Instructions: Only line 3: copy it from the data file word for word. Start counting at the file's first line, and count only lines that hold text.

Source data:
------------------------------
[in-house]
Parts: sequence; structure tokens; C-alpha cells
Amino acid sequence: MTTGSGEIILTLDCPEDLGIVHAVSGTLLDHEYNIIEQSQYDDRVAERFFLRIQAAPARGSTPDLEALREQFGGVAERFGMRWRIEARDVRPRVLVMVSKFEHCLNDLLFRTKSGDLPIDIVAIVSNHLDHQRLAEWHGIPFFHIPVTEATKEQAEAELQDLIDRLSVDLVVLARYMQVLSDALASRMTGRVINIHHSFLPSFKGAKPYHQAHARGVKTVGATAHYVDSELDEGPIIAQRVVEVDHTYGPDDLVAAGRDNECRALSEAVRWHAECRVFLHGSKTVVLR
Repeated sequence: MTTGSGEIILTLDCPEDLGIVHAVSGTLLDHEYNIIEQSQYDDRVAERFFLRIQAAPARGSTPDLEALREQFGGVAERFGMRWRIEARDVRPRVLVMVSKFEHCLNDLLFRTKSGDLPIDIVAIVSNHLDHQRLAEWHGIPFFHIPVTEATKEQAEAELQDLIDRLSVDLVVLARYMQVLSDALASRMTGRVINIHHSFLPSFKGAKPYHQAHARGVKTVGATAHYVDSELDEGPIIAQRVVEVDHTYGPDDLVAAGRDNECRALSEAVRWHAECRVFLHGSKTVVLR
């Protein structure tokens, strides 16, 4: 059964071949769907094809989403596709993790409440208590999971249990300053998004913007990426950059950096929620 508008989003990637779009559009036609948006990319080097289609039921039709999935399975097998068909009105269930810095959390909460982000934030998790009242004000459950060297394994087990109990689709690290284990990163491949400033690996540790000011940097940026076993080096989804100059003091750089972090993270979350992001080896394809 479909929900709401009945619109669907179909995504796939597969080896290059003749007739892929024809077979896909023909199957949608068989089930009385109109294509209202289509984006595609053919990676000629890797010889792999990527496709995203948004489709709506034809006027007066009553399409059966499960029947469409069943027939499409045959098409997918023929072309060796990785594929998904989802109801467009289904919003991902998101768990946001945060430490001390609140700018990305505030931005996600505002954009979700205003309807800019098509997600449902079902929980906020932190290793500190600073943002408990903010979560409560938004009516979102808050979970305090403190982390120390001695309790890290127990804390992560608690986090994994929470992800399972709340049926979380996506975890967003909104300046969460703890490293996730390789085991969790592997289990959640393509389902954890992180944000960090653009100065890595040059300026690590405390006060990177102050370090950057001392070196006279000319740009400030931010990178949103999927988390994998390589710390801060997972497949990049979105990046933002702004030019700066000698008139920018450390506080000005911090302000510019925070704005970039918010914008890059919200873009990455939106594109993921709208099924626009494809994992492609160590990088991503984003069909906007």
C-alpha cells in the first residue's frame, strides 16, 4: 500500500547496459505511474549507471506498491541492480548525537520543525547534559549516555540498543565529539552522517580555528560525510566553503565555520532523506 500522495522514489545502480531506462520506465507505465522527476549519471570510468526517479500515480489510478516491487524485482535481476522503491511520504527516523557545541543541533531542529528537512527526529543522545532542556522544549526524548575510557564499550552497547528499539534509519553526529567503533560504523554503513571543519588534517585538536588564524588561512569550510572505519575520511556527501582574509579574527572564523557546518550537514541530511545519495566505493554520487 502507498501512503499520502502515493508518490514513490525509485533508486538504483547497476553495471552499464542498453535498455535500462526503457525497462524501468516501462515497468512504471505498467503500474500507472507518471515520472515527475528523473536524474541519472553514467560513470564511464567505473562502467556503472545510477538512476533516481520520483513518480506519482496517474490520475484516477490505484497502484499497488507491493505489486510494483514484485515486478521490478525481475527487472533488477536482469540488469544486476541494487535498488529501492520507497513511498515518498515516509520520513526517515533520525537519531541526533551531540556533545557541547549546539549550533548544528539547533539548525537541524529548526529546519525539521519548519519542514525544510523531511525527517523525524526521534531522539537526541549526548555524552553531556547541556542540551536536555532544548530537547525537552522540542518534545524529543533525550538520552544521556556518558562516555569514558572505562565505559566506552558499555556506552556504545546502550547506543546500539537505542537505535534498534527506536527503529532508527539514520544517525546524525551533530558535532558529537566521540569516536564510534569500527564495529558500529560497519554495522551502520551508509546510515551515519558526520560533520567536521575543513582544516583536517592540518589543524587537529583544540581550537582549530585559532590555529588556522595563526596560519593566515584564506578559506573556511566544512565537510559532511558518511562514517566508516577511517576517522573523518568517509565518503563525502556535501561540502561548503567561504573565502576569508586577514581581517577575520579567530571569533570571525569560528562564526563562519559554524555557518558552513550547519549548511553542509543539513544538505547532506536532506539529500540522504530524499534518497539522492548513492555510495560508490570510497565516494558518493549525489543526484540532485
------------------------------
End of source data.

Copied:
Amino acid sequence: MTTGSGEIILTLDCPEDLGIVHAVSGTLLDHEYNIIEQSQYDDRVAERFFLRIQAAPARGSTPDLEALREQFGGVAERFGMRWRIEARDVRPRVLVMVSKFEHCLNDLLFRTKSGDLPIDIVAIVSNHLDHQRLAEWHGIPFFHIPVTEATKEQAEAELQDLIDRLSVDLVVLARYMQVLSDALASRMTGRVINIHHSFLPSFKGAKPYHQAHARGVKTVGATAHYVDSELDEGPIIAQRVVEVDHTYGPDDLVAAGRDNECRALSEAVRWHAECRVFLHGSKTVVLR